Assembly Passes Strong Rent Law; Would End Vacancy Decontrol

On May 19, the state Assembly voted 99-40 to pass the Rent Act of 2015, which, if ratified by the state Senate and signed by Gov. Andrew Cuomo, would go a long way toward repairing the broken rent-stabilization system. Most important, the bill would repeal the 1997 vacancy-decontrol amendment that has enabled the catastrophic loss of affordable apartments in New York City and Nassau, Westchester, and Rockland counties.

Its chances of being passed by the Senate, however, depend upon the Assembly using leverage based on the priorities of the upper house’s Republican majority and the governor.

Cosponsored by Speaker Carl Heastie, the bill would also close many of the loopholes in the rent-regulation laws that have been a major cause of the city’s raging homeless and affordability crises. It contains most of the items that the Real Rent Reform coalition (of which Met Council is a member) and the Alliance for Tenant Power have identified as needing to be fixed this year to stanch the rapid loss of affordable housing. 

“This bill includes 90% of what is needed to repair a broken system,” said Met Council director Ava Farkas. “Ending vacancy decontrol and closing the loopholes which force rents to increasingly unaffordable levels is crucial if we are to begin reversing the ever-worsening housing crisis.” 

The bill would double the penalties for harassment and make it a felony in some cases. It would reduce the bonus owners can charge on vacant apartments from 20 to 7½ percent. And it would protect long-term tenants and end one of the most dramatically abused loopholes by limiting owners’ personal-use evictions to a single apartment; current law lets them claim an entire building.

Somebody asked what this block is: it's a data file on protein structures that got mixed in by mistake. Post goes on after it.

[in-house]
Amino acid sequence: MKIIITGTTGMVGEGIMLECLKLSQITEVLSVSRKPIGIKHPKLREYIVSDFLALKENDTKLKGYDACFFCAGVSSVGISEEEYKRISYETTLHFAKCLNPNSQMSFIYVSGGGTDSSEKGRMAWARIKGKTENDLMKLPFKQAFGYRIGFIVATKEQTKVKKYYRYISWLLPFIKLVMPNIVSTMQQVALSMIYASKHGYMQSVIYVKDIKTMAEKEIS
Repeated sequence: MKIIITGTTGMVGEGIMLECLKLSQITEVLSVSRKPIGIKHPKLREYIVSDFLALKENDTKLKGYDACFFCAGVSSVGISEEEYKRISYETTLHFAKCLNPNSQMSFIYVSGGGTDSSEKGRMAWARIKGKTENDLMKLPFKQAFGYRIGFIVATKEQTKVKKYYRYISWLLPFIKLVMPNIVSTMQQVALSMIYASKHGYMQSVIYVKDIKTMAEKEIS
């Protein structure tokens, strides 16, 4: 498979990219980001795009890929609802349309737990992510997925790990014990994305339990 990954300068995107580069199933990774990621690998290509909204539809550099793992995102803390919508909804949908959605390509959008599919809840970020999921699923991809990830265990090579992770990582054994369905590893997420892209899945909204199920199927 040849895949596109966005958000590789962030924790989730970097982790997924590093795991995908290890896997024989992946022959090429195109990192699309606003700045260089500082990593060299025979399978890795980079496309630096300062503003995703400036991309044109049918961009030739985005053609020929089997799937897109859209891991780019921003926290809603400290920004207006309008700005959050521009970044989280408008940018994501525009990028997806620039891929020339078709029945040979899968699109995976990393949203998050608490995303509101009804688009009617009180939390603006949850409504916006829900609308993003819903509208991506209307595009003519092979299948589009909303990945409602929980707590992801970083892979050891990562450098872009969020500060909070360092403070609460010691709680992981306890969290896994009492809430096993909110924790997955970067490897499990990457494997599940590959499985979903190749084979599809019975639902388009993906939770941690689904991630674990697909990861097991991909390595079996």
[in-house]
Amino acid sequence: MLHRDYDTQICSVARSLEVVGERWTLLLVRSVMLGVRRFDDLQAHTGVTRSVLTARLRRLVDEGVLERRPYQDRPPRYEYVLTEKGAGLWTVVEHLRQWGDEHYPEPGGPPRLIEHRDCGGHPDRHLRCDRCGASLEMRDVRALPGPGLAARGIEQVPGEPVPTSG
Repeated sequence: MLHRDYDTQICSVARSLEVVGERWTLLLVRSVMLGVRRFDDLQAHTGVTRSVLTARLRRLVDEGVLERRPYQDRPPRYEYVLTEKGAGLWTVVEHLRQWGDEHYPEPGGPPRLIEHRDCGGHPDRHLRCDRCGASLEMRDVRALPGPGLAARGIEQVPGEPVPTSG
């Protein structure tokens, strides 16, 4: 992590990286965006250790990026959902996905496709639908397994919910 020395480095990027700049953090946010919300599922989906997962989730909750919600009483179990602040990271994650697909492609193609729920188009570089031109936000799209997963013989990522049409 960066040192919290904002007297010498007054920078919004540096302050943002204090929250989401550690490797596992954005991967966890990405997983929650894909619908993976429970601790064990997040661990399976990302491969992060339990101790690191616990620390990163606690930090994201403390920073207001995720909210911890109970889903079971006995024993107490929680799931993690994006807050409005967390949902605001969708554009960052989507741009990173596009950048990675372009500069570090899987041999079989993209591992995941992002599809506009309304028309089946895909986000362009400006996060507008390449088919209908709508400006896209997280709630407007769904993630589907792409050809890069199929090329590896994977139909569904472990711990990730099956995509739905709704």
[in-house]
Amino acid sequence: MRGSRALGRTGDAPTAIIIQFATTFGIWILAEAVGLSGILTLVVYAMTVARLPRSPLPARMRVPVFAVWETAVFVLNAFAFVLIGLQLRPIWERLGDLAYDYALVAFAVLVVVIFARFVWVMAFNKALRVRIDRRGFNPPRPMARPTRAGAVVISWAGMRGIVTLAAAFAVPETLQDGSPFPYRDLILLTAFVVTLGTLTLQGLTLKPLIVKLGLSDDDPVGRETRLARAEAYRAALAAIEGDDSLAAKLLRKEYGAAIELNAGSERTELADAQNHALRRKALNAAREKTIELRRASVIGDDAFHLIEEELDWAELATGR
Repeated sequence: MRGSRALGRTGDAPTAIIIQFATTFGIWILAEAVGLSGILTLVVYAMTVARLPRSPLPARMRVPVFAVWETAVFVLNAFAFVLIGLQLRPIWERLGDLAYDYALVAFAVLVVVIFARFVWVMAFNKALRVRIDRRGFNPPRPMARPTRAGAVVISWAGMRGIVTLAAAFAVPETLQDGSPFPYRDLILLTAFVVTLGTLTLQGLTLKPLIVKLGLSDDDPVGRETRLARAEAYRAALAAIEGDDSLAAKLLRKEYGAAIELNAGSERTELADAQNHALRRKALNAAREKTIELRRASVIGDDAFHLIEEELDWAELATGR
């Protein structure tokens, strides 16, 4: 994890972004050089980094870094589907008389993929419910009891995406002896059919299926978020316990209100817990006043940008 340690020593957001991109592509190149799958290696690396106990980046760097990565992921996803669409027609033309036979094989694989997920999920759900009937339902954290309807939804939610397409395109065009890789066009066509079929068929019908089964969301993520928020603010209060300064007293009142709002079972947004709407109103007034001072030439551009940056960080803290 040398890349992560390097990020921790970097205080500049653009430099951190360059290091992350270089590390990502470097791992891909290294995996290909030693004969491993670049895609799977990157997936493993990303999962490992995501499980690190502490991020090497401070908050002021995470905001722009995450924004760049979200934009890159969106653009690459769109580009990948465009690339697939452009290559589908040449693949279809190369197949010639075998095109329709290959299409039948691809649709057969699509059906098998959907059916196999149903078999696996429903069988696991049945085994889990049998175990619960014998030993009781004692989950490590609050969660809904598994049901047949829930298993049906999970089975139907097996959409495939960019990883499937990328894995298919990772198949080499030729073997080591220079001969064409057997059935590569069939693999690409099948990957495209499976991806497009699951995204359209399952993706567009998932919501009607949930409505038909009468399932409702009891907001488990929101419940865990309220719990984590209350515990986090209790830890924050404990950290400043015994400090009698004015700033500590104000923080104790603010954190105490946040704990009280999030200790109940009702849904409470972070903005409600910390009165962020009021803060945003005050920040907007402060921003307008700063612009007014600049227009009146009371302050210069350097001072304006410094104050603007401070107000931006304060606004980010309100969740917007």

It would also make rent increases for individual or building-wide improvements a temporary surcharge that is not added on to a tenant’s legal rent and ends when the landlord has recouped his expense. It also requires additional documentation when increases are claimed. Another provision would address the abuse of “preferential” rents, in which landlords charge tenants less than the legal maximum rent but then raise it drastically when leases are renewed. 

It would give New York City the ability to regulate apartments that lose Section 8 or Mitchell-Lama protections, although tenants in buildings that have already lost those protections would not be covered. Finally, the bill would reduce the annual increases for rent-controlled tenants from the current 7½ percent.

At a press conference before the vote, Heastie reiterated that strengthening rent laws remains his top priority, as he has said since he became speaker in February. “It’s in my heart and soul,” he declared—a sentiment echoed by the bill’s prime sponsor, Housing Committee chair Keith Wright, who lives in the same rent regulated Harlem apartment he grew up in, and fellow sponsor Marcos Crespo (D-Bronx), who spoke forcefully in Spanish. Also at the press conference was the Assembly’s newest member, Diana Richardson, who won a May 6 special election in Brooklyn’s 43rd district (Crown Heights-East Flatbush). Richardson, who made strengthening rent laws the centerpiece of her campaign, won twice as many votes as her nearest rival, who was backed by real-estate interests including Glenwood Management.

The bill has been referred to the Senate housing committee, which is chaired by Cathy Young (R-Jamestown), a strong opponent of rent regulation even though she lives about 350 miles from the nearest rent-stabilized tenant. With the Republican majority in the Senate bought and paid for by the real-estate industry, the Assembly can only win approval of its housing bill if it sticks to its guns in end-of-session negotiations, which will likely include the expiring 421-a development subsidy, property-tax caps set to expire next year, and other issues important to the Republicans. “We have our list, and they will have theirs, “ Heastie said. 

Another obstacle is Gov. Cuomo, who recently suggested that there was “not enough time” to address housing issues. 

“There isn’t enough time NOT to address these issues,” declared Farkas, “If the laws are renewed as is, we will continue to lose tens of thousands of affordable units every year, and the homelessness and affordability crises gripping New Yorkers, already unbearable and inexcusable, will get even worse. We can’t allow that to happen.”